Plus I would LOVE to have a Victorian style house (which they have several for sale in our area, all pre-70s). They are all in our price range, some with beautiful yards... but the age and possibility of lead paint would worry me too much to really enjoy the house.

Is there a time more homes go up for sale... I thought it was spring, but we got nothing here!

Posts: 2420 | Registered: Jan 2010
♀ 31722
Member # 31722
Default  Posted: 12:39 PM, April 15th (Tuesday), 2014View ProfileEdit MessagePrivate MessageHomepage

We've been on a well/septic for over 7 yrs now (new house on acreage)

The well is on an aquafer, so altho the pressure isn't all that great it's fine. The only person on our whole street (20 homes) who runs out of water in the summer has a shallow well. Everybody else is just fine. We had to replace the pump once and fix a pipe in the pump house, but that's it.

Our septic has been just fine. The pump on that went out, too, but no other problems. There are just the 2 of us so haven't needed to get it pumped yet. And YES we do have a garbage disposal!!! You can get them at Home Depot/Lowe's, and attach a little green bottle that helps break down the food particles. It seems to last forever, on my 2nd bottle in 7 yrs.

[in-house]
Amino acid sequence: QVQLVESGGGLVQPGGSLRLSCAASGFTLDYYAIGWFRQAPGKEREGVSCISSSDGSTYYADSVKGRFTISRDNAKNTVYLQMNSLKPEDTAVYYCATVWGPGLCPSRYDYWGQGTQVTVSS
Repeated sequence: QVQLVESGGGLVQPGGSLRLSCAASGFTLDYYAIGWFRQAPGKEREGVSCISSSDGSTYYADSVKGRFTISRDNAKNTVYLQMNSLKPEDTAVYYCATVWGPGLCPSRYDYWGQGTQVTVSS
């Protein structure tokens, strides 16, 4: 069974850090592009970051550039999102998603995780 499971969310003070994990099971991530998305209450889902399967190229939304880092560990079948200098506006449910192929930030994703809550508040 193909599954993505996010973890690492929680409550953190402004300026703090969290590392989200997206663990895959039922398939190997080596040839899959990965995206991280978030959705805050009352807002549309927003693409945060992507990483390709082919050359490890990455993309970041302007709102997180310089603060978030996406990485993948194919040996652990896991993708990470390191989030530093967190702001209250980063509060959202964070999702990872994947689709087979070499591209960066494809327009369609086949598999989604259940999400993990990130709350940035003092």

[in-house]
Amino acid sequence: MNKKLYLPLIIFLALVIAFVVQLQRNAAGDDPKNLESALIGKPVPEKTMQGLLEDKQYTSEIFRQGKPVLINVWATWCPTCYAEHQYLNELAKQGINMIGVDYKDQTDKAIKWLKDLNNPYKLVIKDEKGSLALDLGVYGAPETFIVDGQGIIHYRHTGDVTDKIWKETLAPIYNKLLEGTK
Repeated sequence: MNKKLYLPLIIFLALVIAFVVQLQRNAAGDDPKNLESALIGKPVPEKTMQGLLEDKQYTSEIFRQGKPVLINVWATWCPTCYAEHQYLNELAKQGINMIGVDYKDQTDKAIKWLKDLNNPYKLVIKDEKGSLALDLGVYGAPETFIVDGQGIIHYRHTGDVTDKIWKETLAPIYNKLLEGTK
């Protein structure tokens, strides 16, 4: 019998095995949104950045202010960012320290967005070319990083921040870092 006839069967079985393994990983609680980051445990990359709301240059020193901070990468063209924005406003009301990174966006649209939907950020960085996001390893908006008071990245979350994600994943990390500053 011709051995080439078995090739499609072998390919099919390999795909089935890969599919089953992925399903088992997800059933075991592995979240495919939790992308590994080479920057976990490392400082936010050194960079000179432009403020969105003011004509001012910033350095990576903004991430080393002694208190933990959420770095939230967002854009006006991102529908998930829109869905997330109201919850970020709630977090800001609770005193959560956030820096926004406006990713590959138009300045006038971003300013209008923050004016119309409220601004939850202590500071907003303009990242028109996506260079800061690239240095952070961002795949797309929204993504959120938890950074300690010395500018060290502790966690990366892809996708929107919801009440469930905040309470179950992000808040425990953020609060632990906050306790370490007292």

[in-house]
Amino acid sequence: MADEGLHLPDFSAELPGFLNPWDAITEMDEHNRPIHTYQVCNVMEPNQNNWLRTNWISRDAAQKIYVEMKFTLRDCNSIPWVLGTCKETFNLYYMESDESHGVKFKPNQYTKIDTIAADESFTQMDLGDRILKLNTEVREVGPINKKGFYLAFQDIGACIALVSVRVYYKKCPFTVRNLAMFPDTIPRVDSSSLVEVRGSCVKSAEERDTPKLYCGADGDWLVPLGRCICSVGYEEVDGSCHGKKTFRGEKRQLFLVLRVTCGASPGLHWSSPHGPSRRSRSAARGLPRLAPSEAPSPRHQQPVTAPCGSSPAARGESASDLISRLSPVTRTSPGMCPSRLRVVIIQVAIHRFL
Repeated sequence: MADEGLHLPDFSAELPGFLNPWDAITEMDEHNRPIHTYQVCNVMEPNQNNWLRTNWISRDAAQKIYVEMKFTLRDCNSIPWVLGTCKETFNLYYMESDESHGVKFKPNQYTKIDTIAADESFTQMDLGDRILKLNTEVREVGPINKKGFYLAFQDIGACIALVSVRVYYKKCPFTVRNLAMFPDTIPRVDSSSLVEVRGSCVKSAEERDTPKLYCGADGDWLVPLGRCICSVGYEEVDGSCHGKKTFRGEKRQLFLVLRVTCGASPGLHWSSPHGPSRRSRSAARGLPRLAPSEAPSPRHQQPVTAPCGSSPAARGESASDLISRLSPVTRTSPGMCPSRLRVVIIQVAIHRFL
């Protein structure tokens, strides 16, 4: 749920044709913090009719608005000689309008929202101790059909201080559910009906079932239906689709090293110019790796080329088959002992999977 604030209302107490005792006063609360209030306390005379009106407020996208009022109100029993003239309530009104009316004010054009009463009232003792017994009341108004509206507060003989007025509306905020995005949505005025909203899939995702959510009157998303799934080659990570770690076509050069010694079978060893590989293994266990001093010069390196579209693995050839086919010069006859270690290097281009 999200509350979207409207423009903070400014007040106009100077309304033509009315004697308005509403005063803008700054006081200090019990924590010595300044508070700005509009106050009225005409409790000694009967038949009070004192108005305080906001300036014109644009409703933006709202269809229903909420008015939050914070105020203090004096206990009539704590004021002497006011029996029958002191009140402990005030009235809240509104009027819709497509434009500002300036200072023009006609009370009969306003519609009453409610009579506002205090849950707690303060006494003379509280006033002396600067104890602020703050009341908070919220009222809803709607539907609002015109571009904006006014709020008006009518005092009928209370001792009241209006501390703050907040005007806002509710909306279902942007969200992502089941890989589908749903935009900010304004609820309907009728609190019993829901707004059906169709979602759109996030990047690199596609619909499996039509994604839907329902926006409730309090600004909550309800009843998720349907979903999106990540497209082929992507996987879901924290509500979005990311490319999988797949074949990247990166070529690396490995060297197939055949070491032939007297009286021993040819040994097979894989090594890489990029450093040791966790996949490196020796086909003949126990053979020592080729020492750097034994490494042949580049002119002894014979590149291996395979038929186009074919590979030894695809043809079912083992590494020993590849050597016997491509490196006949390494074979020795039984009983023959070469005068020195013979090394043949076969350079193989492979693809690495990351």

Never have had an issue of toilet paper. Maybe depends on the age of the septic??

Once I got used to them I now don't give them a second thought. Taking care of them becomes second nature.

Me: BS
Him: WH

Posts: 1597 | Registered: Apr 2011 | From:
♀ 15300
Member # 15300
Default  Posted: 10:12 AM, April 16th (Wednesday), 2014View ProfileEdit MessagePrivate MessageHomepage

I have bought and sold many houses. When I'm in the market, I haul out my handy spreadsheet. It's all too easy, when you are looking at house after house, to get confused about the likes and dislikes of each. At the top, the spreadsheet has my Mission Statement, the list of things I will not compromise on and things I would like, but aren't 100% necessary. Then come the comparisons: There are columns for the address of each property and its MLS listing (so I can go back and check at will)and columns for every attribute I deem desirable, plus a column for negatives and one for extras. I recently purchased a country property for weekend and summer use. If you PM me your e-mail address, I will send you part of my spreadsheet so you can see the process. BTW, I bought the # 3 property; you will see why on the spreadsheet.

[This message edited by lynnm1947 at 10:13 AM, April 16th (Wednesday)]

Age: 64..ummmmmmm,, hell born in 1947. You figure it out!

"I could have missed the pain, but I would have had to miss the dance." Garth Brooks

Posts: 8747 | Registered: Jul 2007 | From: Toronto, Canada
Topic Posts: 7